The last six months have left us starved for live music, with the country kinda-but-not-really shutting down to handle the pandemic. Luckily for us, last month a cohort of young singers took it upon themselves to stage the first full opera production in Oregon since March. These singers, collectively known as Lark Opera, started with the obvious first task: finding and securing a performance venue. The task became even more complicated when their first scheduled performance, set for September 19th at Utopia Vineyard in Newberg, was smoked out by the fires rampaging through the state that week.
But the smoke cleared, and the second-now-first performance went forward on the 27th at Lady Hill Winery in St. Paul, another of the many small vineyard towns south of Portland. Watching a performance of The Magic Flute lit by the dimming sunset over the Willamette valley, sitting on the lawn and drinking a light, tart, sour-cherry wine seemed a distinctly Oregon way to experience opera.
Soprano Angelica Hesse, who spearheaded the production, played Pamina, a role she told ArtsWatch she’s wanted to play since her earliest dreams of becoming an opera singer at thirteen. She said that the last few months “have made it clear to me that I can’t go a year without this, that [opera] is something that really matters–and I had the feeling that is the case for audiences too.”
The eleven singers had earlier taken a Zoom course on The Magic Flute, and like all musicians they were already familiar with the music. With funding from an ongoing Indiegogo campaign and a series of backyard rehearsals (with masks on), they put their new skills to use in an unconventional way. Hesse asked herself, “how do we make this happen?”–and her answer runs through the whole production.
One part of that was to make the problem-solving a collaborative effort: although Hesse was the driving force getting the production rolling, there was no musical director. All major artistic decisions were made by committee, and reflect the limitations given to artists working during this time of crisis.
The production was far from a typical opera performance. This was partially due to the aesthetic considerations of the young performers, and partially from the circumstances of its staging. There was almost a Shakespeare-in-the-Park feeling, a communal gathering of art sans air conditioning (but with the language difference, maybe it’s more like Schiller-in-the-park? How about Goethe-im-Park?) The blankets and benches certainly played a part, as did the cherry wine, but I think the experience goes a bit deeper than that.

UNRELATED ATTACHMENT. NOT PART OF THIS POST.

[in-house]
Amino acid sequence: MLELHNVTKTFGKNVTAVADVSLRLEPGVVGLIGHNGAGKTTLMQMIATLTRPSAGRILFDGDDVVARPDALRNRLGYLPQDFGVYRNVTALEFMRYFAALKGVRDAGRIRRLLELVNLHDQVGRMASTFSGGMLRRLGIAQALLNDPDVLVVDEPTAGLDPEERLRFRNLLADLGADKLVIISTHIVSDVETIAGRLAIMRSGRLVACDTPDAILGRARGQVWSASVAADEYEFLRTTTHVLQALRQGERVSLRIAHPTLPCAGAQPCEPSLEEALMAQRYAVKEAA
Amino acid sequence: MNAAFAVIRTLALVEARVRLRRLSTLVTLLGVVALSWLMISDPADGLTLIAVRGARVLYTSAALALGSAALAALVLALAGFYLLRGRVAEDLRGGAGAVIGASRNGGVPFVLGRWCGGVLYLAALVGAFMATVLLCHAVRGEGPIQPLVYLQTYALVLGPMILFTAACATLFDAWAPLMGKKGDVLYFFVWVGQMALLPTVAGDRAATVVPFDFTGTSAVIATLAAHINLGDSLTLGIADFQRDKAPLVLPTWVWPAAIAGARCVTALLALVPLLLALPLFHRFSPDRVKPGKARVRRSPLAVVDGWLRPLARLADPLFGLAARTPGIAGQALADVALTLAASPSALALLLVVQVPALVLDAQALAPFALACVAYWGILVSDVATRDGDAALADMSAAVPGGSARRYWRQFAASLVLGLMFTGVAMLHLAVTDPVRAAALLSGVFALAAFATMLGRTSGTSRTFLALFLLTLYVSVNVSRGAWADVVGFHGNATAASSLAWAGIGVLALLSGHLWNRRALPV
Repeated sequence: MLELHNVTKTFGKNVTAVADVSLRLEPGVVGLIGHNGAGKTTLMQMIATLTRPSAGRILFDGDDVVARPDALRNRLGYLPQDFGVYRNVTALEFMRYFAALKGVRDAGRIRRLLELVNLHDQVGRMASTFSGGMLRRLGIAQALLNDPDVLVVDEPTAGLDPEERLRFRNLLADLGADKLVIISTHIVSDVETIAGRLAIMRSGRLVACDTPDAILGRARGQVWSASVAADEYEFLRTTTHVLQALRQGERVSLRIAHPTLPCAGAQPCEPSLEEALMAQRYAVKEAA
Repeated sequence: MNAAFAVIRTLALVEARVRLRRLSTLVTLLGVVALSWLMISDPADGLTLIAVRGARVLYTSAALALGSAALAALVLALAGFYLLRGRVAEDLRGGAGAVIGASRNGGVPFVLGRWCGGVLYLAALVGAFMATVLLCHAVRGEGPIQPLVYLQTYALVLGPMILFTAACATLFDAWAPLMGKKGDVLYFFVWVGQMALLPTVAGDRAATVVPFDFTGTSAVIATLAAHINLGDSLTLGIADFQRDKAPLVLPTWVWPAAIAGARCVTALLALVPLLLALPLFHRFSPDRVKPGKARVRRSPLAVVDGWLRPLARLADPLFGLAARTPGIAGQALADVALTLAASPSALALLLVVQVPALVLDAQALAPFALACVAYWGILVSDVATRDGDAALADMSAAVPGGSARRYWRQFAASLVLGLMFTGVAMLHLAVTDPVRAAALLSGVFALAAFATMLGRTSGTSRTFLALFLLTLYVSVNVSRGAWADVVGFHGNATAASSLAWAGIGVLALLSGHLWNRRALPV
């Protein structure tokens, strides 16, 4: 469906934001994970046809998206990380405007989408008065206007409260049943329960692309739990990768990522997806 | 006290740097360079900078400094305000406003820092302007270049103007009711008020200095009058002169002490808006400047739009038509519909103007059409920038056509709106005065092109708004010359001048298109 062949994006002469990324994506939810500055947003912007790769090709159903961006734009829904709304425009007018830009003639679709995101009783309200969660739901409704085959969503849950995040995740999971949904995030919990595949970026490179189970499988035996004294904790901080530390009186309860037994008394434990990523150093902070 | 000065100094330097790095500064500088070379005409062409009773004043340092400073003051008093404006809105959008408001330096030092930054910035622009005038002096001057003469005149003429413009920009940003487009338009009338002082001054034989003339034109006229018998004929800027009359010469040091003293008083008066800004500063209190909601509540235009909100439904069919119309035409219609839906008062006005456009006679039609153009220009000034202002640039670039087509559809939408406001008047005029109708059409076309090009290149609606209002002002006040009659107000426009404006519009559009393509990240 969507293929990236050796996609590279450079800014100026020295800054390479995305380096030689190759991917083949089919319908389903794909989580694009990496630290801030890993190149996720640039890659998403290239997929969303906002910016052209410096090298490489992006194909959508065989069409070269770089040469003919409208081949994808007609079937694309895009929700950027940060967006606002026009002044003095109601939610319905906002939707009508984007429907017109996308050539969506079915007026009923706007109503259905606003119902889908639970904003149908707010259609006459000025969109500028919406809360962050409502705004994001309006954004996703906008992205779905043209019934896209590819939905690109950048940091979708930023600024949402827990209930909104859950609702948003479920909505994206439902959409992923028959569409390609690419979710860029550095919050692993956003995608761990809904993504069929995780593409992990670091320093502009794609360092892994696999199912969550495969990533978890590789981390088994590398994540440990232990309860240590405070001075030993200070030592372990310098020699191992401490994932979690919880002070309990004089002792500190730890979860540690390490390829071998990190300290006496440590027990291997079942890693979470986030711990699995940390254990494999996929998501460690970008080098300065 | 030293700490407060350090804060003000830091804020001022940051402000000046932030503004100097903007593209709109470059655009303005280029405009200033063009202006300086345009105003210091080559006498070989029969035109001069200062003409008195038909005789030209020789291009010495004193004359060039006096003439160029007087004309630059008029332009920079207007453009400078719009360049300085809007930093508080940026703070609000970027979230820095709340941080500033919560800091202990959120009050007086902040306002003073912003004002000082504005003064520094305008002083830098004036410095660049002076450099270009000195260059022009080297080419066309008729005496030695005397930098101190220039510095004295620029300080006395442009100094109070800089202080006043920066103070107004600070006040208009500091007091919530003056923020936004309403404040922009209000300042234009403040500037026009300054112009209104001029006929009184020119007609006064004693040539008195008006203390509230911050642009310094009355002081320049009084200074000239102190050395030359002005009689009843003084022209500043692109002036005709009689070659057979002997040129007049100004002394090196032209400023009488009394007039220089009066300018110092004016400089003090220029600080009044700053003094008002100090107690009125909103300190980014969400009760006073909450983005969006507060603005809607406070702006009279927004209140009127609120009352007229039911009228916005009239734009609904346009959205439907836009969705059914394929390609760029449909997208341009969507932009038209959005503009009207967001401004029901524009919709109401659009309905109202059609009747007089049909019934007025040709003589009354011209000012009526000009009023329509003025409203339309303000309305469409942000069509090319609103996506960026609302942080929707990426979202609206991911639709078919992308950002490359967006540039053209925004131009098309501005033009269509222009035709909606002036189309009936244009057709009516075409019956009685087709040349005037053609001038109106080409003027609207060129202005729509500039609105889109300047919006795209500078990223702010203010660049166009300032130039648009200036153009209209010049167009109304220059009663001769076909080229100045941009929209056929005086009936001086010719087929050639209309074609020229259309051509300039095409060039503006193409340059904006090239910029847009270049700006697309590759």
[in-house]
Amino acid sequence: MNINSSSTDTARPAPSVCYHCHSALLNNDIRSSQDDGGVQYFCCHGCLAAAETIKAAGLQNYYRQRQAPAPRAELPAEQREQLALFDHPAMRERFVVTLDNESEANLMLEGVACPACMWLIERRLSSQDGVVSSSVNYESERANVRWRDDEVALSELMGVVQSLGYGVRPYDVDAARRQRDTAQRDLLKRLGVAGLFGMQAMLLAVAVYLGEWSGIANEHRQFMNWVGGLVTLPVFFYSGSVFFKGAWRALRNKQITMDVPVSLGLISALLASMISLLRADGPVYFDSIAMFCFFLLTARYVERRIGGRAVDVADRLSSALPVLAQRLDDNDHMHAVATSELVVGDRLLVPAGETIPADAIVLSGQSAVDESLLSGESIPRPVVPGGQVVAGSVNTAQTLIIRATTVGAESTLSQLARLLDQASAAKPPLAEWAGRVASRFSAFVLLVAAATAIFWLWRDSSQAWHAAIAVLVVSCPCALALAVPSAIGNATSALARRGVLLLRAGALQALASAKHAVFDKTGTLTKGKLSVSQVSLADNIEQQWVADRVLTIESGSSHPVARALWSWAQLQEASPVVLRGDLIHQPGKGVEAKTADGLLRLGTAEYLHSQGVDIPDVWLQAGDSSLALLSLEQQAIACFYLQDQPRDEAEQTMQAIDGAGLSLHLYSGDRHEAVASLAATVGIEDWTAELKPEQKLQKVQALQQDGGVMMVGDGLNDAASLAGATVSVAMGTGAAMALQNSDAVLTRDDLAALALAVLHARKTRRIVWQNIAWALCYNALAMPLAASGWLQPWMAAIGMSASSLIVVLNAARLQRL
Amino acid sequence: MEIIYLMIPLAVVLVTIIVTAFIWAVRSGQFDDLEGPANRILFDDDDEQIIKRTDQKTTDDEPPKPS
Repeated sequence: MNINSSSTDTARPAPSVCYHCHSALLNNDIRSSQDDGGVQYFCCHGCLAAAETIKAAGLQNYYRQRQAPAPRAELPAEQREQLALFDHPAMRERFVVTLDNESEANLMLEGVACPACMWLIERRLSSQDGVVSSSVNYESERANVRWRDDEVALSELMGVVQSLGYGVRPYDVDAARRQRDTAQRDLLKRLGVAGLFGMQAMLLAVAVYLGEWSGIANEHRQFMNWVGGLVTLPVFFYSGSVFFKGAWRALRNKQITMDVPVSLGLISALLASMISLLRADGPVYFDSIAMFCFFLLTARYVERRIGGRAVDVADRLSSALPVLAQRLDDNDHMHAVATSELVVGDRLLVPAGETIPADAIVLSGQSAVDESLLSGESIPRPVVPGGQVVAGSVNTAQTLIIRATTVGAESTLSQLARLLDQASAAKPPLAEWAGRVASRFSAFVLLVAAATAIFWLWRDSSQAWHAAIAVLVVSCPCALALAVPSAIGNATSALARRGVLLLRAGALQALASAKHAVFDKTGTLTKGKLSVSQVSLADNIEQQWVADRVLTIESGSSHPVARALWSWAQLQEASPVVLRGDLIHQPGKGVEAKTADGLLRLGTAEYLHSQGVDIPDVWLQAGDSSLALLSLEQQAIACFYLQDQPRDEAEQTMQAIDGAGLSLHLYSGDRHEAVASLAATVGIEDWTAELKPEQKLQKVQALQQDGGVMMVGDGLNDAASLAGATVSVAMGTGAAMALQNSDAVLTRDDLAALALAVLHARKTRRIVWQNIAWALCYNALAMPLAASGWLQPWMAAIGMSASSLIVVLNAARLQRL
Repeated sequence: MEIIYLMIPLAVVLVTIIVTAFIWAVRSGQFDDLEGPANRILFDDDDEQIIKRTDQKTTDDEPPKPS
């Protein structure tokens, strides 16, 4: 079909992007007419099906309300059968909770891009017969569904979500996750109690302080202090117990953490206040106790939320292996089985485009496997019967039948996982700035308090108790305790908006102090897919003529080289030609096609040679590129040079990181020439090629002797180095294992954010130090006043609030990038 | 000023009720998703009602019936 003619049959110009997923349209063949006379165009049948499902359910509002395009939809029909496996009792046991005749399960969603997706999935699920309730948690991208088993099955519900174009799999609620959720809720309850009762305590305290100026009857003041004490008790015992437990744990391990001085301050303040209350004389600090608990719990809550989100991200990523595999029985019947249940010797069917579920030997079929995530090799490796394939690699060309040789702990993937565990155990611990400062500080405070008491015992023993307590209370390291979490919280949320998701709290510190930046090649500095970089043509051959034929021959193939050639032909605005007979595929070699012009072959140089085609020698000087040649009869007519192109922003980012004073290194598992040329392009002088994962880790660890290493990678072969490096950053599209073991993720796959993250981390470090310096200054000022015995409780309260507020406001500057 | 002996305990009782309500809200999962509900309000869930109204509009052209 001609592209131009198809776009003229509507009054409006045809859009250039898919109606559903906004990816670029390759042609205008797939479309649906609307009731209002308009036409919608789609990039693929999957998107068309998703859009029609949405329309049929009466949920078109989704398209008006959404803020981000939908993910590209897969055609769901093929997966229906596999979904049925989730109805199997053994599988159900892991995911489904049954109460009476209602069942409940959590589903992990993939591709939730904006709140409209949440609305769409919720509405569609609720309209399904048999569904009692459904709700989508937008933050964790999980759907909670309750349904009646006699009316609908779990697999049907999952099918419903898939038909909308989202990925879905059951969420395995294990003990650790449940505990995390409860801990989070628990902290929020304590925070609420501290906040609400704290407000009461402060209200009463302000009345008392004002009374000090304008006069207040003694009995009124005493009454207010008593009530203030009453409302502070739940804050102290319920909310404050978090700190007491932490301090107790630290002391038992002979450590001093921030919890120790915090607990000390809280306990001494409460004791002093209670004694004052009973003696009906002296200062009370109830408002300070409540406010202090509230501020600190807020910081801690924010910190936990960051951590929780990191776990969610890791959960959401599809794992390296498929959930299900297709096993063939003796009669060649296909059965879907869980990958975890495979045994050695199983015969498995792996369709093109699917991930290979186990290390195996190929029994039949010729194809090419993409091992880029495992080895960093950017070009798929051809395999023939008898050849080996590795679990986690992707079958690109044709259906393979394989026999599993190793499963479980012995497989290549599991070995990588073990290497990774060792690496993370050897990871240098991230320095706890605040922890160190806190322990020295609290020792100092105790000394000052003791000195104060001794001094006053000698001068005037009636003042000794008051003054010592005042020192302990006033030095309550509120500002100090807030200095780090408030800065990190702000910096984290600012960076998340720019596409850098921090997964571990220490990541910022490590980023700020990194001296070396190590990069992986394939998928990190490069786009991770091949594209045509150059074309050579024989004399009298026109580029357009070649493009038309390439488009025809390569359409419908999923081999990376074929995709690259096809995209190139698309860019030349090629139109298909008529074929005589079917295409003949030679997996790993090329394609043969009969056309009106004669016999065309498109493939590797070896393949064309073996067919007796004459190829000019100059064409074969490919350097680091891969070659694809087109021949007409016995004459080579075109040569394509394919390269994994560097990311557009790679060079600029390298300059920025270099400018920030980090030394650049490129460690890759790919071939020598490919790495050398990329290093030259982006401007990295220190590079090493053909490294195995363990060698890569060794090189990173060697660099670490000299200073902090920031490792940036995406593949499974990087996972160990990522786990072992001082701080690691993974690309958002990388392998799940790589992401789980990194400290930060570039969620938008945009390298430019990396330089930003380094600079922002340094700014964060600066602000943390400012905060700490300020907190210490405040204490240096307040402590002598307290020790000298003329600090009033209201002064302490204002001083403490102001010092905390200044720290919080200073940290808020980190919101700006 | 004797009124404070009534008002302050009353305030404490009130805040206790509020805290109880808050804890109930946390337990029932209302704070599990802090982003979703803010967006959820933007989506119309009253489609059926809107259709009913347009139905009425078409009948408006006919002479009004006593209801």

Nature itself became part of the stage. By the end of act two the sun had disappeared over the coast range, the moon taking its place in the center of the sky. Swallows darting overhead gave way to fruit bats as crickets began their evening song. During Papageno’s entrance, he was literally singing to the birds.
There were few props and no set pieces; costumes were simple but effective. Aside from a few small lights, an electric piano and some mics, this was about as minimal as opera can be. As with Shakespeare-in-the-Park, all pretense and extravagance disappears, leaving behind only what’s most important: words, music, and acting.
The plot of The Magic Flute is your typical story of love, magic, trials of character––it all seems old-fashioned, though there are parallels to the current moment to be gleaned. In particular, Papageno–the Falstaffian man of simple pleasures–contrasts with the hero Tamino, who is motivated by big ideas of love and wisdom. Papageno’s arc is one that should be familiar to us, especially in 2020: the realization that there’s more to life than bread and wine, that we need to feel connections with other people, with art, with opera.
It’s important to contextualize this performance within the broader scope of what’s presently happening within opera, a realm which–like all the arts–has been engaging with questions of identity and representation. The Met Opera in New York will cancel this upcoming season and return with their first ever opera by a Black composer: a new work by award-winning trumpeter and longtime Spike Lee collaborator Terrence Blanchard (whose BlacKkKlansman score earned him an well-deserved Oscar nomination)